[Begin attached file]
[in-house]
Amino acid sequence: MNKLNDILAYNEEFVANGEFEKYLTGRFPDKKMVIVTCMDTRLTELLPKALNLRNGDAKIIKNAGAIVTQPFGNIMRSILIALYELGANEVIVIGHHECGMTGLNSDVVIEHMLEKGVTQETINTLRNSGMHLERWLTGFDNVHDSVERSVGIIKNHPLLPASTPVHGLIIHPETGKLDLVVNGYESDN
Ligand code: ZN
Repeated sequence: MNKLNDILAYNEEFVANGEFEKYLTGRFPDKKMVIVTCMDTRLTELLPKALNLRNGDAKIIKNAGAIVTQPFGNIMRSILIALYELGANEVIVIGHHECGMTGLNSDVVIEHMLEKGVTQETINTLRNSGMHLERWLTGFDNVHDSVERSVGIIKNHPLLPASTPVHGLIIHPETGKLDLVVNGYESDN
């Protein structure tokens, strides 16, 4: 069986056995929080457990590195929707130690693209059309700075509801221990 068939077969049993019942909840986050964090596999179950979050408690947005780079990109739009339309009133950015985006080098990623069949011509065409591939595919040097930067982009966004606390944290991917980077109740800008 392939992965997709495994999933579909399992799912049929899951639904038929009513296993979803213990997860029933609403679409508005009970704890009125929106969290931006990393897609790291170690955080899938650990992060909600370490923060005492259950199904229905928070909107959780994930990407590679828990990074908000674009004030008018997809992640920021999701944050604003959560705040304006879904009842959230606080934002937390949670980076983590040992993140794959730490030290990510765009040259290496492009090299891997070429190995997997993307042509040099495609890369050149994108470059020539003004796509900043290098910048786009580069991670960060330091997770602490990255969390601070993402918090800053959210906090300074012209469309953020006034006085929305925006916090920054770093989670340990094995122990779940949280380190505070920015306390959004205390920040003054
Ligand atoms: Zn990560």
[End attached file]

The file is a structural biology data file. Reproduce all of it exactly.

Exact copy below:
[in-house]
Amino acid sequence: MNKLNDILAYNEEFVANGEFEKYLTGRFPDKKMVIVTCMDTRLTELLPKALNLRNGDAKIIKNAGAIVTQPFGNIMRSILIALYELGANEVIVIGHHECGMTGLNSDVVIEHMLEKGVTQETINTLRNSGMHLERWLTGFDNVHDSVERSVGIIKNHPLLPASTPVHGLIIHPETGKLDLVVNGYESDN
Ligand code: ZN
Repeated sequence: MNKLNDILAYNEEFVANGEFEKYLTGRFPDKKMVIVTCMDTRLTELLPKALNLRNGDAKIIKNAGAIVTQPFGNIMRSILIALYELGANEVIVIGHHECGMTGLNSDVVIEHMLEKGVTQETINTLRNSGMHLERWLTGFDNVHDSVERSVGIIKNHPLLPASTPVHGLIIHPETGKLDLVVNGYESDN
């Protein structure tokens, strides 16, 4: 069986056995929080457990590195929707130690693209059309700075509801221990 068939077969049993019942909840986050964090596999179950979050408690947005780079990109739009339309009133950015985006080098990623069949011509065409591939595919040097930067982009966004606390944290991917980077109740800008 392939992965997709495994999933579909399992799912049929899951639904038929009513296993979803213990997860029933609403679409508005009970704890009125929106969290931006990393897609790291170690955080899938650990992060909600370490923060005492259950199904229905928070909107959780994930990407590679828990990074908000674009004030008018997809992640920021999701944050604003959560705040304006879904009842959230606080934002937390949670980076983590040992993140794959730490030290990510765009040259290496492009090299891997070429190995997997993307042509040099495609890369050149994108470059020539003004796509900043290098910048786009580069991670960060330091997770602490990255969390601070993402918090800053959210906090300074012209469309953020006034006085929305925006916090920054770093989670340990094995122990779940949280380190505070920015306390959004205390920040003054
Ligand atoms: Zn990560």